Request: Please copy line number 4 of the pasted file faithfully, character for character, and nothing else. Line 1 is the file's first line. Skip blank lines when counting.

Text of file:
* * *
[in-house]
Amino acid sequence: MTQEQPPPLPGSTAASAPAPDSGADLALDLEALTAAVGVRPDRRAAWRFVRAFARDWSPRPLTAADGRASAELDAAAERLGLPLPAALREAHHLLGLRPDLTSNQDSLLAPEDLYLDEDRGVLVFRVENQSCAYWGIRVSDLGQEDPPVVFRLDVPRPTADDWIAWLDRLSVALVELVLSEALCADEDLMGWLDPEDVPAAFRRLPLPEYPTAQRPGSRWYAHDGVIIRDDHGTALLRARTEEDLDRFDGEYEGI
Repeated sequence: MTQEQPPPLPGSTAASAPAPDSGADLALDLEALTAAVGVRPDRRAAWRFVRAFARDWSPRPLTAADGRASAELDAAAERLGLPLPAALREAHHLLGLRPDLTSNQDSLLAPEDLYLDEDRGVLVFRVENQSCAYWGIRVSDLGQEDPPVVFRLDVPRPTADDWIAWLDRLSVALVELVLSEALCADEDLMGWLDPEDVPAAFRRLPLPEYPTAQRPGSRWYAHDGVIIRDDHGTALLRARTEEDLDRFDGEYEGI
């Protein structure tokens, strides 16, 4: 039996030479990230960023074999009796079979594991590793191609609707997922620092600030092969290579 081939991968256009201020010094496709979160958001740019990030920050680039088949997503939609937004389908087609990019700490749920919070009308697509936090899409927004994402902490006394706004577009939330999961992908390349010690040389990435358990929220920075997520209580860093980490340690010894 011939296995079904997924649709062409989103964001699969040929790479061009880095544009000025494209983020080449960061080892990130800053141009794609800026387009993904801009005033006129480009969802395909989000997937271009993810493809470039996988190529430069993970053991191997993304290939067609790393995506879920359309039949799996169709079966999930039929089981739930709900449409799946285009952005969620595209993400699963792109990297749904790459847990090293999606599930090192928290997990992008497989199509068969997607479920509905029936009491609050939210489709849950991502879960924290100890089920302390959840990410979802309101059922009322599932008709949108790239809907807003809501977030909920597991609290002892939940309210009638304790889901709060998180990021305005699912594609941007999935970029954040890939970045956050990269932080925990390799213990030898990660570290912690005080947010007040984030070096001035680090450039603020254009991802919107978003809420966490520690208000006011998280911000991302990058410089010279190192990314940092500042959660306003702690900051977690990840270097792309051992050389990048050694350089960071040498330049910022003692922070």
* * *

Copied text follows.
């Protein structure tokens, strides 16, 4: 039996030479990230960023074999009796079979594991590793191609609707997922620092600030092969290579 081939991968256009201020010094496709979160958001740019990030920050680039088949997503939609937004389908087609990019700490749920919070009308697509936090899409927004994402902490006394706004577009939330999961992908390349010690040389990435358990929220920075997520209580860093980490340690010894 011939296995079904997924649709062409989103964001699969040929790479061009880095544009000025494209983020080449960061080892990130800053141009794609800026387009993904801009005033006129480009969802395909989000997937271009993810493809470039996988190529430069993970053991191997993304290939067609790393995506879920359309039949799996169709079966999930039929089981739930709900449409799946285009952005969620595209993400699963792109990297749904790459847990090293999606599930090192928290997990992008497989199509068969997607479920509905029936009491609050939210489709849950991502879960924290100890089920302390959840990410979802309101059922009322599932008709949108790239809907807003809501977030909920597991609290002892939940309210009638304790889901709060998180990021305005699912594609941007999935970029954040890939970045956050990269932080925990390799213990030898990660570290912690005080947010007040984030070096001035680090450039603020254009991802919107978003809420966490520690208000006011998280911000991302990058410089010279190192990314940092500042959660306003702690900051977690990840270097792309051992050389990048050694350089960071040498330049910022003692922070």